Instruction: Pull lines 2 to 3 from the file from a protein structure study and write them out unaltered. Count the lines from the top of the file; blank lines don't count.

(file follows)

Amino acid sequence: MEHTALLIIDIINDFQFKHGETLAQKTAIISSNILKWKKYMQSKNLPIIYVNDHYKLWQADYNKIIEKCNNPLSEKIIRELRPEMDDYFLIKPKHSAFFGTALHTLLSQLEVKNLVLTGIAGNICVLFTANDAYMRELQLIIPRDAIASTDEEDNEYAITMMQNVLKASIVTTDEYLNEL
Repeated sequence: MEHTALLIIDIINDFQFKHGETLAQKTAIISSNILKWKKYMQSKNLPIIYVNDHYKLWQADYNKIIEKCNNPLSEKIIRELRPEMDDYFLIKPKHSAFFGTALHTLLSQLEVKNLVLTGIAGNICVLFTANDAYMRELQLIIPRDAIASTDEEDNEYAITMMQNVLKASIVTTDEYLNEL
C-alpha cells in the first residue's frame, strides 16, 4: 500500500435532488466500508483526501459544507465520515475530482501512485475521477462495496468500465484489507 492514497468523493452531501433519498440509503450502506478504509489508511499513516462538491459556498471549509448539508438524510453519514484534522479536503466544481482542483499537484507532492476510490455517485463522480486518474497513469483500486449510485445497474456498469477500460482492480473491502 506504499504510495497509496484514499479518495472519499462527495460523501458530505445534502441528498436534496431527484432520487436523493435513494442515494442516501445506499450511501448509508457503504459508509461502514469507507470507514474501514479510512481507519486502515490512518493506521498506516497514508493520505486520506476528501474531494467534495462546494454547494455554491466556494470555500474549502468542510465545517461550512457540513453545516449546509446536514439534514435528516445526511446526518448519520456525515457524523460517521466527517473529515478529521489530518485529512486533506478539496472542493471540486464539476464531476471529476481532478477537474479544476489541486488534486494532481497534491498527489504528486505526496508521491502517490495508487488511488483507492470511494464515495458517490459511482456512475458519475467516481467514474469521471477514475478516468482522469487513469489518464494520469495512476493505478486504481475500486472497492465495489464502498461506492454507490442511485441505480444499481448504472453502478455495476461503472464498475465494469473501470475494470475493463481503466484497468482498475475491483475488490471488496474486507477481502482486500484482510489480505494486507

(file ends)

Repeated sequence: MEHTALLIIDIINDFQFKHGETLAQKTAIISSNILKWKKYMQSKNLPIIYVNDHYKLWQADYNKIIEKCNNPLSEKIIRELRPEMDDYFLIKPKHSAFFGTALHTLLSQLEVKNLVLTGIAGNICVLFTANDAYMRELQLIIPRDAIASTDEEDNEYAITMMQNVLKASIVTTDEYLNEL
C-alpha cells in the first residue's frame, strides 16, 4: 500500500435532488466500508483526501459544507465520515475530482501512485475521477462495496468500465484489507 492514497468523493452531501433519498440509503450502506478504509489508511499513516462538491459556498471549509448539508438524510453519514484534522479536503466544481482542483499537484507532492476510490455517485463522480486518474497513469483500486449510485445497474456498469477500460482492480473491502 506504499504510495497509496484514499479518495472519499462527495460523501458530505445534502441528498436534496431527484432520487436523493435513494442515494442516501445506499450511501448509508457503504459508509461502514469507507470507514474501514479510512481507519486502515490512518493506521498506516497514508493520505486520506476528501474531494467534495462546494454547494455554491466556494470555500474549502468542510465545517461550512457540513453545516449546509446536514439534514435528516445526511446526518448519520456525515457524523460517521466527517473529515478529521489530518485529512486533506478539496472542493471540486464539476464531476471529476481532478477537474479544476489541486488534486494532481497534491498527489504528486505526496508521491502517490495508487488511488483507492470511494464515495458517490459511482456512475458519475467516481467514474469521471477514475478516468482522469487513469489518464494520469495512476493505478486504481475500486472497492465495489464502498461506492454507490442511485441505480444499481448504472453502478455495476461503472464498475465494469473501470475494470475493463481503466484497468482498475475491483475488490471488496474486507477481502482486500484482510489480505494486507